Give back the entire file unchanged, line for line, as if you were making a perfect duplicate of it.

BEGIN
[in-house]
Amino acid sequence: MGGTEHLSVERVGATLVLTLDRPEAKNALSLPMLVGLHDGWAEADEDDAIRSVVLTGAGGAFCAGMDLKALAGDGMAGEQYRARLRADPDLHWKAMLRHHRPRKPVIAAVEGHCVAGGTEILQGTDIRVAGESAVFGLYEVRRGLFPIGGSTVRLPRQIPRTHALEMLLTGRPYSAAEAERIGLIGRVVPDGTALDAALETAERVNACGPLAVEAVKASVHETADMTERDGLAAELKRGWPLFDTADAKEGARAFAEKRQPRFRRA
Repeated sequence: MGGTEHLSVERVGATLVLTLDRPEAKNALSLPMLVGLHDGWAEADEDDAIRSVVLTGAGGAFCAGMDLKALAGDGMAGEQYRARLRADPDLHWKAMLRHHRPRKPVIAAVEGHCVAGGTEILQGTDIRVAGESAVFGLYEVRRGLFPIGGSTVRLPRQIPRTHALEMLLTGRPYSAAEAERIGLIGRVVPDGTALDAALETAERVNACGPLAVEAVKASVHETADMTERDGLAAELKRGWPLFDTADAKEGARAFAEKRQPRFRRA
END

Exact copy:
[in-house]
Amino acid sequence: MGGTEHLSVERVGATLVLTLDRPEAKNALSLPMLVGLHDGWAEADEDDAIRSVVLTGAGGAFCAGMDLKALAGDGMAGEQYRARLRADPDLHWKAMLRHHRPRKPVIAAVEGHCVAGGTEILQGTDIRVAGESAVFGLYEVRRGLFPIGGSTVRLPRQIPRTHALEMLLTGRPYSAAEAERIGLIGRVVPDGTALDAALETAERVNACGPLAVEAVKASVHETADMTERDGLAAELKRGWPLFDTADAKEGARAFAEKRQPRFRRA
Repeated sequence: MGGTEHLSVERVGATLVLTLDRPEAKNALSLPMLVGLHDGWAEADEDDAIRSVVLTGAGGAFCAGMDLKALAGDGMAGEQYRARLRADPDLHWKAMLRHHRPRKPVIAAVEGHCVAGGTEILQGTDIRVAGESAVFGLYEVRRGLFPIGGSTVRLPRQIPRTHALEMLLTGRPYSAAEAERIGLIGRVVPDGTALDAALETAERVNACGPLAVEAVKASVHETADMTERDGLAAELKRGWPLFDTADAKEGARAFAEKRQPRFRRA